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On her own at 17, an Oakland student blossoms with love and support at school

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On her own at 17, an Oakland student blossoms with love and support at school

Picture of Lee Romney
Lee Romney/KQED
Destiny Shabazz, 17, celebrates outside McClymonds High School after her graduation ceremony. She’s headed to Sacramento State University in the fall. (Lee Romney/KQED)
KQED
Friday, June 29, 2018

Destiny Shabazz grins as she opens the door to the West Oakland home where she rents a room. But she can’t show me -- a reporter -- inside. Her housemates like their privacy. She’s barely ever here anyway, Destiny explains, mostly just to sleep on an airbed inside a small converted office.

It’s early spring and Destiny’s walking to school. She’s got braces on her teeth and she’s sporting a pair of red sweats. She’s a senior and she’s got a lot on her mind. She’s determined to graduate and attend a four-year college.

“Yes, I’m excited to graduate!” she says. But her feelings are complicated. She searches for an Instagram post that resonates and reads it aloud.

“When you’re graduating but you’re scared to enter the real world 'cuz you cheated your way through all four years," she reads, and then laughs. “That’s, like, the story of me.”

School hasn’t been easy for her. Neither has life. Destiny is 17. She’s on her own, and that’s not unusual.

Unaccompanied youth are the  in our nation’s schools. Among them are kids who run away from challenges at home, or cross the border into the United States on their own to escape hardship in their native countries. Others, like Destiny, fall through the cracks when their families are displaced.

Destiny’s not an adult. She’s not in foster care. And she’s not emancipated. But she is getting by — in some ways, thriving — thanks in part to some grownups at her school, McClymonds High School.

In fact, a handful of adults on this West Oakland campus are pretty much raising Destiny now.

At the end of the block Destiny points out the house she grew up in with her grandmother, who was her legal guardian. She sighs heavily.

“Well, we lost the house really because my grandmother passed away. But before she passed away we were struggling to pay the rent because it kept going up,” Destiny explains. The rent hikes, she says, kicked in when their elderly African-American landlord died and a series of corporate landlords took over.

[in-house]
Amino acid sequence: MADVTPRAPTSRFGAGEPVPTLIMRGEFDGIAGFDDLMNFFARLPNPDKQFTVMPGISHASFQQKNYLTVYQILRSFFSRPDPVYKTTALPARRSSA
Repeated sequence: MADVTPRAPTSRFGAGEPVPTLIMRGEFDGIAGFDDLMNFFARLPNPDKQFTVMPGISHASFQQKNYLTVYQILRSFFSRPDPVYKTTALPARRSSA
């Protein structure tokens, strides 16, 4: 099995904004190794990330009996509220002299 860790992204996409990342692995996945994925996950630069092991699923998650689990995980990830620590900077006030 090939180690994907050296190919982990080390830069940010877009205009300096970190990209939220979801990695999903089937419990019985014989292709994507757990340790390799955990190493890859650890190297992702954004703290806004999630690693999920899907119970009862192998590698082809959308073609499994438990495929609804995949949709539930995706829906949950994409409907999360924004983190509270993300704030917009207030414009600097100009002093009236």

Destiny’s grandmother received a rental subsidy through the federal program known as Section 8. That could have been passed down to Destiny’s brother when their grandma died in 2016, but “he was only 18 or 19. He couldn’t afford it,” Destiny says. “He’d just got outta high school.”

That brother bounces around now, couch-surfing with friends, essentially homeless. After he and Destiny were evicted, she moved to Pittsburg in the Bay Area for a while to stay with another brother and his family.

It didn’t work out. She says it wasn’t healthy for her there. Finding a place on her own was impossible. So Destiny reached out to a former neighbor, who converted her office into a small room. Now Destiny pays $300 a month to stay there.

“My grandma always taught me you can’t live somewhere for free, that’s not real,” she says. “People don’t just let you stay places.”

Being back in West Oakland feels right, though. Destiny grew up with a ton of kids here. They all call each other "cousin" now. She has strong memories of her childhood.

“That Boys and Girls Club, there,” she notes. “I been going there since I was like 6 or 7.” She smiles, recalling all the field trips and good times.

Since Destiny’s been on her own, she’s been working really hard to boost her grades. She’s closing in on a 3.0 GPA. She has no first period this morning, but she’s headed to school early to work on scholarship applications.

When we get to McClymonds High, Destiny bumps into Devan McFadden, a staffer from the  who runs the school’s college and career center with help from a district counselor. She’s excited to see him. She tells him she has just submitted her scholarship application to the East Bay College Fund, a couple of days before the deadline.

“Yes!! That’s what I like to hear,” McFadden answers.

Destiny follows McFadden into the center. It’s one of her main hangouts. One of Destiny’s best friends is here, too, bragging about her. She points out that Destiny just won a Rotary Club speech competition. And that she’s McClymonds' “No. 1 debater.” She even won a  championship recently.

Right before the bell rings, Destiny finally settles down, and asks McFadden for help.

“OK, so Devan, I still don’t know what college I should be going to,” she says in a low voice, suddenly deflated.